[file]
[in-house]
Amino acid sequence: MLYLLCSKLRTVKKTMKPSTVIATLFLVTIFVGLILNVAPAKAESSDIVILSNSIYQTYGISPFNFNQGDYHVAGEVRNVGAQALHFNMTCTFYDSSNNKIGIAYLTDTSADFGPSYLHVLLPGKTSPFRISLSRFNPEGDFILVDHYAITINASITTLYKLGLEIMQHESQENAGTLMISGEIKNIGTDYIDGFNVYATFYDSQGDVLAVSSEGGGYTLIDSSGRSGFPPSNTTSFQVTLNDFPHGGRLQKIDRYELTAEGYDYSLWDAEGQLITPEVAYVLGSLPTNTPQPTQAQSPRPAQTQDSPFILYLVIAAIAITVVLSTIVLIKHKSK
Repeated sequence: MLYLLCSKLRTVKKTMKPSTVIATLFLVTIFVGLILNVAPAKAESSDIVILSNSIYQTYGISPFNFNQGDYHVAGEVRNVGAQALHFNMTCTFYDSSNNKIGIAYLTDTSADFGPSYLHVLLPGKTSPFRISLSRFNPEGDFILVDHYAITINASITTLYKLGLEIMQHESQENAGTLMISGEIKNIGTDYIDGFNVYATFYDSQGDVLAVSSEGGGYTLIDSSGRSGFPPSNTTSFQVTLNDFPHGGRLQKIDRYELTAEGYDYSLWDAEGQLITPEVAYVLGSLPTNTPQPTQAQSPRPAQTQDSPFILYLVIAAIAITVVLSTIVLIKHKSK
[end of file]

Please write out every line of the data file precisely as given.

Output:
[in-house]
Amino acid sequence: MLYLLCSKLRTVKKTMKPSTVIATLFLVTIFVGLILNVAPAKAESSDIVILSNSIYQTYGISPFNFNQGDYHVAGEVRNVGAQALHFNMTCTFYDSSNNKIGIAYLTDTSADFGPSYLHVLLPGKTSPFRISLSRFNPEGDFILVDHYAITINASITTLYKLGLEIMQHESQENAGTLMISGEIKNIGTDYIDGFNVYATFYDSQGDVLAVSSEGGGYTLIDSSGRSGFPPSNTTSFQVTLNDFPHGGRLQKIDRYELTAEGYDYSLWDAEGQLITPEVAYVLGSLPTNTPQPTQAQSPRPAQTQDSPFILYLVIAAIAITVVLSTIVLIKHKSK
Repeated sequence: MLYLLCSKLRTVKKTMKPSTVIATLFLVTIFVGLILNVAPAKAESSDIVILSNSIYQTYGISPFNFNQGDYHVAGEVRNVGAQALHFNMTCTFYDSSNNKIGIAYLTDTSADFGPSYLHVLLPGKTSPFRISLSRFNPEGDFILVDHYAITINASITTLYKLGLEIMQHESQENAGTLMISGEIKNIGTDYIDGFNVYATFYDSQGDVLAVSSEGGGYTLIDSSGRSGFPPSNTTSFQVTLNDFPHGGRLQKIDRYELTAEGYDYSLWDAEGQLITPEVAYVLGSLPTNTPQPTQAQSPRPAQTQDSPFILYLVIAAIAITVVLSTIVLIKHKSK